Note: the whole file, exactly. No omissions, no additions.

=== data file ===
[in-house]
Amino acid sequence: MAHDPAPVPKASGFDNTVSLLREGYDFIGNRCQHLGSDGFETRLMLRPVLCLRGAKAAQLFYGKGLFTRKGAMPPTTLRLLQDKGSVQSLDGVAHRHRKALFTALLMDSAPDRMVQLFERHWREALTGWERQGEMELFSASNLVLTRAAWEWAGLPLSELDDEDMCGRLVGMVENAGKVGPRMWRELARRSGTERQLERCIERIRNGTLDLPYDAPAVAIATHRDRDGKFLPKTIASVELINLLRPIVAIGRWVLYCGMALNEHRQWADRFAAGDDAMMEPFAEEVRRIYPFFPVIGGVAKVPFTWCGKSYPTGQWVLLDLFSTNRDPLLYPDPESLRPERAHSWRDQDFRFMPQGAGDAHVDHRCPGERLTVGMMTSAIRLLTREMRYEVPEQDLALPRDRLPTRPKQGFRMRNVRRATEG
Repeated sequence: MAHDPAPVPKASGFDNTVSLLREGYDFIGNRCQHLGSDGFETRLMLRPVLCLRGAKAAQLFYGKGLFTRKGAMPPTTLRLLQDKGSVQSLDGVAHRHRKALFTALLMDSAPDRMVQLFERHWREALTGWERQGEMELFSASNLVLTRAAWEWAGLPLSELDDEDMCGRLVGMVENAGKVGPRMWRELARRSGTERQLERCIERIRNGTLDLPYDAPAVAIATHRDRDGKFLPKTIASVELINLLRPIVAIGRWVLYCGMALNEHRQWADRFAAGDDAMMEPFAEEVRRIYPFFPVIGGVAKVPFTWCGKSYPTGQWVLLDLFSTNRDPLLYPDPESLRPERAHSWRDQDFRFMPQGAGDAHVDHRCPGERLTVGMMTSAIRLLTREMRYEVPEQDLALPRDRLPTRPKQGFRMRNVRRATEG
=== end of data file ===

[in-house]
Amino acid sequence: MAHDPAPVPKASGFDNTVSLLREGYDFIGNRCQHLGSDGFETRLMLRPVLCLRGAKAAQLFYGKGLFTRKGAMPPTTLRLLQDKGSVQSLDGVAHRHRKALFTALLMDSAPDRMVQLFERHWREALTGWERQGEMELFSASNLVLTRAAWEWAGLPLSELDDEDMCGRLVGMVENAGKVGPRMWRELARRSGTERQLERCIERIRNGTLDLPYDAPAVAIATHRDRDGKFLPKTIASVELINLLRPIVAIGRWVLYCGMALNEHRQWADRFAAGDDAMMEPFAEEVRRIYPFFPVIGGVAKVPFTWCGKSYPTGQWVLLDLFSTNRDPLLYPDPESLRPERAHSWRDQDFRFMPQGAGDAHVDHRCPGERLTVGMMTSAIRLLTREMRYEVPEQDLALPRDRLPTRPKQGFRMRNVRRATEG
Repeated sequence: MAHDPAPVPKASGFDNTVSLLREGYDFIGNRCQHLGSDGFETRLMLRPVLCLRGAKAAQLFYGKGLFTRKGAMPPTTLRLLQDKGSVQSLDGVAHRHRKALFTALLMDSAPDRMVQLFERHWREALTGWERQGEMELFSASNLVLTRAAWEWAGLPLSELDDEDMCGRLVGMVENAGKVGPRMWRELARRSGTERQLERCIERIRNGTLDLPYDAPAVAIATHRDRDGKFLPKTIASVELINLLRPIVAIGRWVLYCGMALNEHRQWADRFAAGDDAMMEPFAEEVRRIYPFFPVIGGVAKVPFTWCGKSYPTGQWVLLDLFSTNRDPLLYPDPESLRPERAHSWRDQDFRFMPQGAGDAHVDHRCPGERLTVGMMTSAIRLLTREMRYEVPEQDLALPRDRLPTRPKQGFRMRNVRRATEG